The water from the tank is used in two ways, either it percolates to the adjacent field or used in terrace farming. Digging up such a box on a very rough terrain was difficult. There were many large stones and gravel which had to be removed.

Each irrigation box costs Rs 7000/- of which Swadhina contributed 50 per cent of the amount. All family members participated in the construction work to save on the cost of construction. Though Swadhina has provided one time support, annual maintenance of the box is the owners' responsibility.

Usage of irrigation box

During the rainy season, an irrigation box stores the valuable water which earlier used to flow away. The water stored during the rainy season lasts till winter. The irrigation box provides water during the lean season and this has enabled the villagers to cultivate additional lands. The quantity of water stored in the box depends on the rain.

Inspite of erratic monsoon, about 60 acres of additional land has been cultivated. As a result of this, there is more food available and an increased income for the families. On an average, each family now earns about Rs 3000/- annually.

In addition to improved agriculture yield, 57 families are now earning an additional income by fish rearing. This is a new economic activity for these families. Earlier only families with ponds were engaged in pisciculture. Though the first year did not show a very good result, yet it promises to be a profitable venture in the coming years.

Moving to other areas and newer initiatives

There is no doubt that construction of the irrigation boxes has definitely benefited the villagers. The results are visible. There has been considerable agricultural development in the area and the irrigation box has played a vital role in it.

This being a low cost activity, many villagers are now showing interest in owning their own irrigation boxes. After all something is always better than nothing. The water which was earlier wasted, is now stored for a valuable purpose and that too at a minimum cost.

Encouraged by this success, Swadhina plans to replicate the irrigation box in new areas. In the coming months, more irrigation boxes will be constructed in new villages of Jharkhand. One such box has been already dug at Swadhina agricultural demonstration plot in Midnapore, West Bengal.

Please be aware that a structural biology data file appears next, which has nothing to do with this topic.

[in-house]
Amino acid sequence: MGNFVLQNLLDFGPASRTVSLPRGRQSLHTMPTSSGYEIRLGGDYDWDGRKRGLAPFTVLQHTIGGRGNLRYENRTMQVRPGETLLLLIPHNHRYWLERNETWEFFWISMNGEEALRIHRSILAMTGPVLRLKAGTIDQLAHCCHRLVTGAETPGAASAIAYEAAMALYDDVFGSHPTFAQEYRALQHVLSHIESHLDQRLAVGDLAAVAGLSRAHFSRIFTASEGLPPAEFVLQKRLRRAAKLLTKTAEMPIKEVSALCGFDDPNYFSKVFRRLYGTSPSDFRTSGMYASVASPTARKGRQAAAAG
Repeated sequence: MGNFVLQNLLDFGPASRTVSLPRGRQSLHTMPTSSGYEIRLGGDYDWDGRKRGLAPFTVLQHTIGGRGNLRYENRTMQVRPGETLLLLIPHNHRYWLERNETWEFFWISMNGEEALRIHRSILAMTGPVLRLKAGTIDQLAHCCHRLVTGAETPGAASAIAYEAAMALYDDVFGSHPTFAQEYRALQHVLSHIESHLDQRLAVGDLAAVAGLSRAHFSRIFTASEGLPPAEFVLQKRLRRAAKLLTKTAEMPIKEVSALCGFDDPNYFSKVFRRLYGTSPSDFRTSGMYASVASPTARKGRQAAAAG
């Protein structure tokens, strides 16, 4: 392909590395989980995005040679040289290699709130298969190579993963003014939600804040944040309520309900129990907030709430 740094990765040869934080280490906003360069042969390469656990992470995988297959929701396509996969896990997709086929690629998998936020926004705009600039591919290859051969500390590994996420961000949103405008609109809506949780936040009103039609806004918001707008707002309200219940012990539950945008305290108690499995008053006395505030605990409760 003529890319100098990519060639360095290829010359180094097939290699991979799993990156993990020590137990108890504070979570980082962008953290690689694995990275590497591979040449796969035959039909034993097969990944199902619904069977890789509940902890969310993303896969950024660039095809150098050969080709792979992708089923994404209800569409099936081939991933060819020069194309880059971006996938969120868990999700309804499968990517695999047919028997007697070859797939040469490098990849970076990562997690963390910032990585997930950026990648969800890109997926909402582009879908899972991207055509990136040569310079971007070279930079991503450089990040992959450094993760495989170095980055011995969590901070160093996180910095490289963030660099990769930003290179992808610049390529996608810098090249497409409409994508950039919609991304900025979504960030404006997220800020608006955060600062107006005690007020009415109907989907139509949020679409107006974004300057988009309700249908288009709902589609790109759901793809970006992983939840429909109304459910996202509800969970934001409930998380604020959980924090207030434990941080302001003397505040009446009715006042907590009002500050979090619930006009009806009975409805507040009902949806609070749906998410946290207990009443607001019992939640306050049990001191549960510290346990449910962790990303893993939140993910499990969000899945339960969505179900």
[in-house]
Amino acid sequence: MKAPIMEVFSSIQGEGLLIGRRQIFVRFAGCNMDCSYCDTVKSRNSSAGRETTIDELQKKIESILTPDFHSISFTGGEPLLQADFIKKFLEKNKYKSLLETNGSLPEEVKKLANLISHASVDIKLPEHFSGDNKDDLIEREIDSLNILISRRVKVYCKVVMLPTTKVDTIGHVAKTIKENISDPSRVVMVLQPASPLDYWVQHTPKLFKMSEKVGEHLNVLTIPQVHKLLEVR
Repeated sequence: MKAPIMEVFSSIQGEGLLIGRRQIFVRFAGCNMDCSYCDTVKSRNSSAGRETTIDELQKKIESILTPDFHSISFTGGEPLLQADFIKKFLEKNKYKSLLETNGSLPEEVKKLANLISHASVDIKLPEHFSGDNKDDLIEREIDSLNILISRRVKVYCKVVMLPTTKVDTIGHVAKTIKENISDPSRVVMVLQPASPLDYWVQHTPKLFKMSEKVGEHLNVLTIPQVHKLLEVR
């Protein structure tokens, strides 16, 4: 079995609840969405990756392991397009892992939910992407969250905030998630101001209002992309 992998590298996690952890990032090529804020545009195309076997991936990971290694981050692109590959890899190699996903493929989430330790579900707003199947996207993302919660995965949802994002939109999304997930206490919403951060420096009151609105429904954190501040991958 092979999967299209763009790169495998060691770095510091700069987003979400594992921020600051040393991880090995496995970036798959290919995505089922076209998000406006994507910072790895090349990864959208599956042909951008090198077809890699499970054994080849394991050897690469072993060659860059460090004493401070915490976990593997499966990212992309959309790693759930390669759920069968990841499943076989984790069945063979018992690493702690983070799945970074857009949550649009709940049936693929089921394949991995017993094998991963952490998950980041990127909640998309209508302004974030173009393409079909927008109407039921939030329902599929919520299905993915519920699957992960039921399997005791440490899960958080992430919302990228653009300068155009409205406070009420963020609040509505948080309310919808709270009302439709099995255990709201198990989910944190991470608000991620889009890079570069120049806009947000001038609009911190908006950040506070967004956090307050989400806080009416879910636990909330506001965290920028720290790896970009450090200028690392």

Apart from a practical demonstration, Swadhina organized a public meeting and a photo exhibition in Calcutta in 2003 where Swadhina workers from different states and friends from other NGOs had an opportunity to learn about Swadhina's efforts. This meeting was a part of a four-day get-together of Swadhina workers from various states to share their experiences.

Swadhina also regularly documents the project and highlights the activity through an annual report and an in-house bengali journal. Two special reports published by Swadhina 'an Introduction to rural food security and sustainable agro-development programme' and 'the magic makers' are specifically about the irrigation boxes.

Swadhina also brought out a hand-book in bengali on sustainable agro practices for the villagers easy reference. This hand-book has a chapter on issues relating to water.

Things are happening. This is possible because of the determined will of the actors of development 'the people' themselves. But the real achievers are the village level workers whose effort and enthusiasm have turned dreams into realities.

Through this initiative, Swadhina has begun a process of motivating the villagers to work for their own food security. With additional water available, new areas have been cultivated, new types of crops have been grown. What is more important is that people are interested in solving their own irrigation and water problems. This will go a long way in ensuring food security for themselves.


Taken from Best Practices in Water Management-case studies from Rural India-2005 German Agro Action, 2005

We would like to thank German Agro Action for very kindly sharing the case studies for the portal.